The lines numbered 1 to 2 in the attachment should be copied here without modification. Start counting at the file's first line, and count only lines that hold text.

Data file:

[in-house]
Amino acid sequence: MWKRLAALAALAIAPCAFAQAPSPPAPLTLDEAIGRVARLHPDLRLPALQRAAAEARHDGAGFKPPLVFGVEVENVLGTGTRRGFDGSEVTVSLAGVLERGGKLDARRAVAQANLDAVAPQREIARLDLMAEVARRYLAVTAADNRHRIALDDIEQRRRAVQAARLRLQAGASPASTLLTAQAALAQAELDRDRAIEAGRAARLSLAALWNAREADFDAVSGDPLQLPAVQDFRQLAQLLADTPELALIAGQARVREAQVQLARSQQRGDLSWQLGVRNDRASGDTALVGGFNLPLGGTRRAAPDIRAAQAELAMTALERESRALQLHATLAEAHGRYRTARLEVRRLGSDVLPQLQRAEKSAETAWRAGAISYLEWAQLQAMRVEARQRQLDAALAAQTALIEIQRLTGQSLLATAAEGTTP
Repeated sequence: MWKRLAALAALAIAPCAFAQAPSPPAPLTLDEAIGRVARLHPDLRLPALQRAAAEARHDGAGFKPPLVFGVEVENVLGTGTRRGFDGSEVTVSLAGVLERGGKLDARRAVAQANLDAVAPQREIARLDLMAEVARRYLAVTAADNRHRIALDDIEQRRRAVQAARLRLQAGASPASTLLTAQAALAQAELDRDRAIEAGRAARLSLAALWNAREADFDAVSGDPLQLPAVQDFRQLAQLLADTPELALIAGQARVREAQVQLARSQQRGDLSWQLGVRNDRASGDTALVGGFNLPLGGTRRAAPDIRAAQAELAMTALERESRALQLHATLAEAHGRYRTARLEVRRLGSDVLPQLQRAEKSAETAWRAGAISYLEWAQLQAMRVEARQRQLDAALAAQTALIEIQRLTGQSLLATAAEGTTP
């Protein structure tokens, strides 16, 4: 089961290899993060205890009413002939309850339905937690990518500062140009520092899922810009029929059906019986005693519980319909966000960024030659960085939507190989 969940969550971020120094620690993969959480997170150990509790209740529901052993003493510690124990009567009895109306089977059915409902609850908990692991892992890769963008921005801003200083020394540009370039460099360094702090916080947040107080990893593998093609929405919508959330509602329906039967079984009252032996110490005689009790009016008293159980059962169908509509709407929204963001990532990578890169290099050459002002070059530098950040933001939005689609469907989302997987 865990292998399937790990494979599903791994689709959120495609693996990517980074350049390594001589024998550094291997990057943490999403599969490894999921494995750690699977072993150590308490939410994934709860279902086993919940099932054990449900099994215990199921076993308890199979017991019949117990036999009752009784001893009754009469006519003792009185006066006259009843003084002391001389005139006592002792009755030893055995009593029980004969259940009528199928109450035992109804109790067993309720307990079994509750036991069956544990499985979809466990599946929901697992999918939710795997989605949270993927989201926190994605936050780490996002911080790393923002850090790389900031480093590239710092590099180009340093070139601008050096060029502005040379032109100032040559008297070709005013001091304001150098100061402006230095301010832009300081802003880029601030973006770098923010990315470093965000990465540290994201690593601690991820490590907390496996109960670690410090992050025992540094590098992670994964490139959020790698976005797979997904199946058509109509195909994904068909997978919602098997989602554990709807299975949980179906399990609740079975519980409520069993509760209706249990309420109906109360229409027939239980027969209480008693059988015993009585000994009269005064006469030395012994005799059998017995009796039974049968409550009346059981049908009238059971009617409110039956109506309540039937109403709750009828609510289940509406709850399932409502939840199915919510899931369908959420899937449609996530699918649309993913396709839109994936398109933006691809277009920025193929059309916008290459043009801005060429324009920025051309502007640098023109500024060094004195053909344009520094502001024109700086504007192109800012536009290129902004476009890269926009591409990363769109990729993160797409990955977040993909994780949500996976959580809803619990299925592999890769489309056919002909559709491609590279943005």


[in-house]
Amino acid sequence: MWKRLAALAALAIAPCAFAQAPSPPAPLTLDEAIGRVARLHPDLRLPALQRAAAEARHDGAGFKPPLVFGVEVENVLGTGTRRGFDGSEVTVSLAGVLERGGKLDARRAVAQANLDAVAPQREIARLDLMAEVARRYLAVTAADNRHRIALDDIEQRRRAVQAARLRLQAGASPASTLLTAQAALAQAELDRDRAIEAGRAARLSLAALWNAREADFDAVSGDPLQLPAVQDFRQLAQLLADTPELALIAGQARVREAQVQLARSQQRGDLSWQLGVRNDRASGDTALVGGFNLPLGGTRRAAPDIRAAQAELAMTALERESRALQLHATLAEAHGRYRTARLEVRRLGSDVLPQLQRAEKSAETAWRAGAISYLEWAQLQAMRVEARQRQLDAALAAQTALIEIQRLTGQSLLATAAEGTTP